The bird is now classified as vulnerable with an estimated 27000 remaining in the wild. Compare that to the 6 billion people on Earth and you will figure out that is a rather small number. The reason is pretty much the same as for most other animals – human encroachment onto their territory. Being such an amazing national symbol, there is heavy government protection afforded to this animal and hopefully this shall help this bird thrive.

These seriously are such beautiful creatures. I sat on my car just watching them for several minutes before they decided that their present location wasn’t suitable and they flew off, again with the grace of royalty. The sense of pride and joy that these birds brought to me lingered within me. We can only hope that these birds can continue giving this feeling to many, many future generations…

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Day 19: Procrastination

The one certainty about this course was procrastination. It has actually been such an awesome week that has gone pass but each day, I keep on procrastinating and saying that I will start my project tomorrow or I’ll update the blog tomorrow.

Well, first things first, this blog won’t cover the whole week but I will (hopefully) get back to that in time! This week started on Tuesday actually – the weekend, which extended to Monday was brilliantly spent around 700km away in Durban. So that meant that on Tuesday morning, at 5am mind you, I had to trek from my place in Johannesburg to Witbank. Leaving at 5am wasn’t too bad especially since there was no mist and I encountered one of the most beautiful sites – the sunrise over the Highveld. It’s nothing compared to those beautiful sunrises one sees in Durban, where the sun slowly peaks over the ocean on the horizon and within an hour, it blazes and warms the souls of Durbanites. On the Highveld, well, the sun peeks over the, um, veld! The stunning red crept over the hills in the distance and bathed the barren landscape in a weak shade of yellow. It’s as if the sun wasn’t trying that hard to make any real impression on the Earth. It was beautiful though!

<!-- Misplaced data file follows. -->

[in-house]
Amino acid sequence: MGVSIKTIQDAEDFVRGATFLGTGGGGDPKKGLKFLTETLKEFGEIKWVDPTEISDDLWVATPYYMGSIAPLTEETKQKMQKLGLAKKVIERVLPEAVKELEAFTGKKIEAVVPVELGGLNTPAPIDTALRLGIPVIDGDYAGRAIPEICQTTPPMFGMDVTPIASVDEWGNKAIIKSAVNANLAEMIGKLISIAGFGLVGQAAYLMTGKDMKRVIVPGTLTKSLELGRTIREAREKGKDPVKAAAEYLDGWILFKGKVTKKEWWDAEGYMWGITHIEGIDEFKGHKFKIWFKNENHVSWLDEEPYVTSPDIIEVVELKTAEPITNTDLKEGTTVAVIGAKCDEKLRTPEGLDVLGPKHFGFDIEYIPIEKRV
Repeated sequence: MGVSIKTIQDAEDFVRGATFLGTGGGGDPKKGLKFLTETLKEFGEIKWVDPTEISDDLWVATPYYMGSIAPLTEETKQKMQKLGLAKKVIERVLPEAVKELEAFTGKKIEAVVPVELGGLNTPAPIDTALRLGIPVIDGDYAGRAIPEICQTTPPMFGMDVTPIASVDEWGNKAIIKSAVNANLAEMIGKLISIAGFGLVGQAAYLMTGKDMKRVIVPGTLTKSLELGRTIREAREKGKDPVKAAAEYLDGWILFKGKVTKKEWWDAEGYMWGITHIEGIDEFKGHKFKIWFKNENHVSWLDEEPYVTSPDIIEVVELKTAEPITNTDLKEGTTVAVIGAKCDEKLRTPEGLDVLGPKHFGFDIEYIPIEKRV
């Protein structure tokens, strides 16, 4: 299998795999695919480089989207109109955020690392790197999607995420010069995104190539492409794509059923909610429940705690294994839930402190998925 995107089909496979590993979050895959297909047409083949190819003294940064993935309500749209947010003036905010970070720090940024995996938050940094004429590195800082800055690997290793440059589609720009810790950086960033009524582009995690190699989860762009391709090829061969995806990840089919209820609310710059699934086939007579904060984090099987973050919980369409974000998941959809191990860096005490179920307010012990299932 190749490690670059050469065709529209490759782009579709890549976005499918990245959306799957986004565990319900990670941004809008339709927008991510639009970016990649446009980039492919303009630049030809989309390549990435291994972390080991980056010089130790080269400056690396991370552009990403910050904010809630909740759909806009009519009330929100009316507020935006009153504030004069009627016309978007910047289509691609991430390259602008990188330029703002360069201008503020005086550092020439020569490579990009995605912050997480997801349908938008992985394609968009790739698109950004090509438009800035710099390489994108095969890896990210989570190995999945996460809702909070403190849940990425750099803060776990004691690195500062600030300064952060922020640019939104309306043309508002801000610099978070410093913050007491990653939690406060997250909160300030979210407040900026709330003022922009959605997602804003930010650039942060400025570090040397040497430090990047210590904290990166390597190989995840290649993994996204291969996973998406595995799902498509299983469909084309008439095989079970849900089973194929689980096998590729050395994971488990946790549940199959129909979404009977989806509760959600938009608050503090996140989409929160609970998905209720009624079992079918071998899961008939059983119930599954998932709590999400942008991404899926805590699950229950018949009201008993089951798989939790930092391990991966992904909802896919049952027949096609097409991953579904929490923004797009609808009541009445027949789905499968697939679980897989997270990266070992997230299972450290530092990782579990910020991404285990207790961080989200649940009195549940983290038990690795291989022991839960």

Driving in the dark, though, has a major problem – you can’t see pedestrians. And when you are travelling at 120kph and some random guy wearing impressively dark clothing takes a casual stroll across the freeway ten minutes before 6am, it’s something that makes you go “WTF!!!” I was lucky that this brave soul had comfortably crossed the freeway and was a good metre away from my car as I passed. You never know what you would do in a situation where you hit someone who is crossing the freeway. And the scary thing that I thought about was that with life as it is nowadays, the one n problem that people will consider is the time you lose on your travel schedule. I had to be at Duvha Power Station before 7am and if I had hit the guy, I would have never made it there in time. So the choice would have been stop, see what happened and help the guy or just drive on. It’s scary that the second option is an option that really could be taken!